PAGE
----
Motorola solutions are a company well known for their robust two way radios and for building world class communication structures. Improving on the current TETRA system with an IP dispatch console and piloting the WAVE system, that allows a phone app to connect to the radio system, for communicating of site. You can read more about what Motorola are doing for Munich below and you can find the original article here.

Motorola Solutions has received an order to implement a comprehensive update and extension of its existing TETRA digital two-way radio system at Munich Airport.

The newly modernized communications infrastructure ensures greater connectivity, interoperability and collaboration between various business and operational functions at Germany’s second largest airport. Motorola Solutions will also provide services for ensuring smooth operations.



Within the framework of the TETRA radio network refresh, Motorola Solutions is equipping the airport with a new MCC 7500 IP Dispatch Console. The comprehensive, scalable solution enhances the IP architecture to ensure optimum call set up and availability. It will also allow Munich Airport to expand its communications infrastructure in the future without interrupting existing services. As well as this, Motorola Solutions will implement two TETRA base stations for improved TETRA radio coverage in the terminal buildings.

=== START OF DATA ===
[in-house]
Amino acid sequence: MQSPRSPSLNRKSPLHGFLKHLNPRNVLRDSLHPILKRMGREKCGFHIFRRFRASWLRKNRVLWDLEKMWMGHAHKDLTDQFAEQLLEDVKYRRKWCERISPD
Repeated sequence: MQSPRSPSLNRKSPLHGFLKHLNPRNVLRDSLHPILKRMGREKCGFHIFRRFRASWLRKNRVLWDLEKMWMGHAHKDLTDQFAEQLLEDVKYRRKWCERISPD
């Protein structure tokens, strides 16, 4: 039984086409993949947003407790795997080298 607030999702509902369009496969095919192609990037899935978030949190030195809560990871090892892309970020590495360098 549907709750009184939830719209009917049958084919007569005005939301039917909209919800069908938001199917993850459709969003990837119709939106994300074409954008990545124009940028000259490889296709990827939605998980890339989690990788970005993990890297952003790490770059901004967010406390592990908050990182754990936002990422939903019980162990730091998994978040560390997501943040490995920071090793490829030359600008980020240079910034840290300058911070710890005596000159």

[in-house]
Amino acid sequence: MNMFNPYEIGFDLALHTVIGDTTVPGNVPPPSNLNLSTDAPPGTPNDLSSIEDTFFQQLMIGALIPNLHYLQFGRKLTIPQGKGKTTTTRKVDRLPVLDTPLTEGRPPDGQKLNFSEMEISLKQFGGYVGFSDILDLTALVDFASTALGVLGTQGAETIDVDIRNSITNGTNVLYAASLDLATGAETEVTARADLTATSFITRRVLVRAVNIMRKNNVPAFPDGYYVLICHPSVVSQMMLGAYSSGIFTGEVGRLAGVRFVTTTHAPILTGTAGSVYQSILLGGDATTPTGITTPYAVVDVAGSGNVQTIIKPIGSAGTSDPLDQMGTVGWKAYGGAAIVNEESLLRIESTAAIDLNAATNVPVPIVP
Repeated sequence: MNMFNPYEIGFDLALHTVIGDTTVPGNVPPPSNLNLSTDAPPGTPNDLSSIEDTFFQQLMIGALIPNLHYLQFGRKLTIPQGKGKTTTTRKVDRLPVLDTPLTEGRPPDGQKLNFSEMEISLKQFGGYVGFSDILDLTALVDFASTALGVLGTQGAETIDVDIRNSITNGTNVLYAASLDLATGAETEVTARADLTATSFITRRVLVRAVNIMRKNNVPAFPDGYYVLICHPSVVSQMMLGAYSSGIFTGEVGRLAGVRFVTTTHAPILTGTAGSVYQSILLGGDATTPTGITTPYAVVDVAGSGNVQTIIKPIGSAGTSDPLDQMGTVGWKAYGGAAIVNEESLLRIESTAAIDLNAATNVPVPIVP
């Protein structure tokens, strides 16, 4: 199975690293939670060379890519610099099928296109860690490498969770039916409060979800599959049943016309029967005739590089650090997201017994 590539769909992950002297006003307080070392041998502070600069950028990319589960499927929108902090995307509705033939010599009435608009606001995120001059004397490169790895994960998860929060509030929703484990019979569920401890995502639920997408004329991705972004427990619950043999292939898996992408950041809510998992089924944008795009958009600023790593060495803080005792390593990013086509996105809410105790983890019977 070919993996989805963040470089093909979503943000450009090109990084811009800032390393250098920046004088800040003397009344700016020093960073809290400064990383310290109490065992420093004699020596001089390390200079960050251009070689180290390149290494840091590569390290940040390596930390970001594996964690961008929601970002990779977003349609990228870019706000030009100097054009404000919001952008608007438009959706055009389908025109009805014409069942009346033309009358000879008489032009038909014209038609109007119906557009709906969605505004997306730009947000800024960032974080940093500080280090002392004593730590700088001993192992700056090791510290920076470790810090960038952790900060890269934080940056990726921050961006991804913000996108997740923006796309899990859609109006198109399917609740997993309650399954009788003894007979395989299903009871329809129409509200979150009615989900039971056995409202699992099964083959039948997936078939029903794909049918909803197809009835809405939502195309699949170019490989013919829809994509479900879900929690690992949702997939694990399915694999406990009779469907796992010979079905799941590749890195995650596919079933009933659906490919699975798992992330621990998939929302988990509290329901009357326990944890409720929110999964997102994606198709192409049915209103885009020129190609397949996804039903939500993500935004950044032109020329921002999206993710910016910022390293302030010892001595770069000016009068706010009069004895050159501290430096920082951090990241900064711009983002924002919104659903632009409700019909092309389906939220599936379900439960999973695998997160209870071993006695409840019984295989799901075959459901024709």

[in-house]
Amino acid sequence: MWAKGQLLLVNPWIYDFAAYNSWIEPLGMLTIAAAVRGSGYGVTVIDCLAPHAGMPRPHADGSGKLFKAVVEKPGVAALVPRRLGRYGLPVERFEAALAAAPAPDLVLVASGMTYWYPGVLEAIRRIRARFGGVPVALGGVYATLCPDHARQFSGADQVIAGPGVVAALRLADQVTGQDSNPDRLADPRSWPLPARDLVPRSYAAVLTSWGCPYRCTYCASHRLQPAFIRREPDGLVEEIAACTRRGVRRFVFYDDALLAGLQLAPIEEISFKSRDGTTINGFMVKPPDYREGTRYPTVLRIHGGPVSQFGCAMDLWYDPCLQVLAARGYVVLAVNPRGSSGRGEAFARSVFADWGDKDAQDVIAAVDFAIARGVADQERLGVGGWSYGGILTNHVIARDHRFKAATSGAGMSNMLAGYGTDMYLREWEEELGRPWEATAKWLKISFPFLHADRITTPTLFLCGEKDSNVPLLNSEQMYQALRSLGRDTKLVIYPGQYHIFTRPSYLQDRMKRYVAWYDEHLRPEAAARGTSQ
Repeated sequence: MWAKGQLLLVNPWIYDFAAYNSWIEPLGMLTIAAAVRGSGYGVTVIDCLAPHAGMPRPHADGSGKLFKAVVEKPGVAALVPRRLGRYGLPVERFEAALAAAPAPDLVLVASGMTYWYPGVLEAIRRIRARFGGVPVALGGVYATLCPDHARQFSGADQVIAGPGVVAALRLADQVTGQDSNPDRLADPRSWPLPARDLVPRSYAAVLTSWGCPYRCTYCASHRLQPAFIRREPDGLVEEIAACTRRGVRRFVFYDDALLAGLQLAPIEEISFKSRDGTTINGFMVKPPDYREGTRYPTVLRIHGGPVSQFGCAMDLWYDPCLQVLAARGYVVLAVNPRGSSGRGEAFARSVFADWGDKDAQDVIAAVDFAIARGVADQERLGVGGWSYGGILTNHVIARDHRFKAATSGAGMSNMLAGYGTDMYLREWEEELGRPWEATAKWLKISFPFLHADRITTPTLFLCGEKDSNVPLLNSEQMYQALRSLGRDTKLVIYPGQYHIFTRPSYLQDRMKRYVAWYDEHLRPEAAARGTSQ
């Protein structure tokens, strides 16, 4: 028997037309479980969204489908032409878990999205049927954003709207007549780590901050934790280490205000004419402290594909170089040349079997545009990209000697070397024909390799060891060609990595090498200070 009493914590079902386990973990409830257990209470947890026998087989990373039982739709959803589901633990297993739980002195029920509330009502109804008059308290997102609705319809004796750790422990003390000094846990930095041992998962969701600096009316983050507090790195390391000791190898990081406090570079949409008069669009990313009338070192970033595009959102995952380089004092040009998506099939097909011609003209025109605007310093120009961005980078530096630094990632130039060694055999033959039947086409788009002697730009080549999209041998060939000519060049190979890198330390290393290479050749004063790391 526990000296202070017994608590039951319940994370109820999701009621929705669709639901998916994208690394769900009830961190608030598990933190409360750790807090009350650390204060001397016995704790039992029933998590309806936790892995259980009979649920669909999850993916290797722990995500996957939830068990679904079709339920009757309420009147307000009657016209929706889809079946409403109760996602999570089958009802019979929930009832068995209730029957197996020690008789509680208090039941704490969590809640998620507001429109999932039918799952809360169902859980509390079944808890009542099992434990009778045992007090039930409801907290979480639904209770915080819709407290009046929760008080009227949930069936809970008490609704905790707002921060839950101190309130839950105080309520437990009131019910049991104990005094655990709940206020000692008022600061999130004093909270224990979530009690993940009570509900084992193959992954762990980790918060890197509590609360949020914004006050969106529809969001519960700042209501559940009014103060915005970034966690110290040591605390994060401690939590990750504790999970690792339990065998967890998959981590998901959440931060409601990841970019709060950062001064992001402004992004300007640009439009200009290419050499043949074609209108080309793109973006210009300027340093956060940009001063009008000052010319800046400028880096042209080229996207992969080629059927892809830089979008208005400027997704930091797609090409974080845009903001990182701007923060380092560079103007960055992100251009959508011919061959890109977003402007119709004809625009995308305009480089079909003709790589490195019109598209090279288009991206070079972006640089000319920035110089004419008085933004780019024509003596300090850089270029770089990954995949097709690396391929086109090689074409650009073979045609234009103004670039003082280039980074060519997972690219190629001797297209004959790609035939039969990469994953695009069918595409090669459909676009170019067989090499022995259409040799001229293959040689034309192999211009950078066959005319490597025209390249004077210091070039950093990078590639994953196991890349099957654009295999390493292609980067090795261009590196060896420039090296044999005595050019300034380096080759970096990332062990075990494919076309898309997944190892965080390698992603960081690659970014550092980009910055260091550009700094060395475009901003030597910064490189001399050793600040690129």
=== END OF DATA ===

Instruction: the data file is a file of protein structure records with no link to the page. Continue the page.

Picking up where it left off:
Alongside the improvements to the TETRA system, the airport has started a pilot project for the potential introduction of Motorola Solutions’ broadband push-to-talk (PTT) platform WAVE. The goal of the installation is to ensure that airport staff can communicate, no matter which device or infrastructure is being used. The powerful PTT solution WAVEâ„¢ Work Group Communications provides airport authorities with secure and reliable communications beyond TETRA radio â€" including broadband devices and networks â€" to enable greater workforce connectivity, interoperability and collaboration. WAVE connects the TETRA system used by administrative staff with service management employees who join the broadband platform via smartphones, computers, other radios or telephones, meaning that staff across the airport can communicate with one another from virtually any location.

“We have been working with Motorola Solutions’ TETRA two-way digital radio system since 2007,” said Michael Zaddach, head of the IT service division at Flughafen München GmbH. “The update of our TETRA infrastructure enables us to further improve our communications in airport operations and make our processes even more efficient.”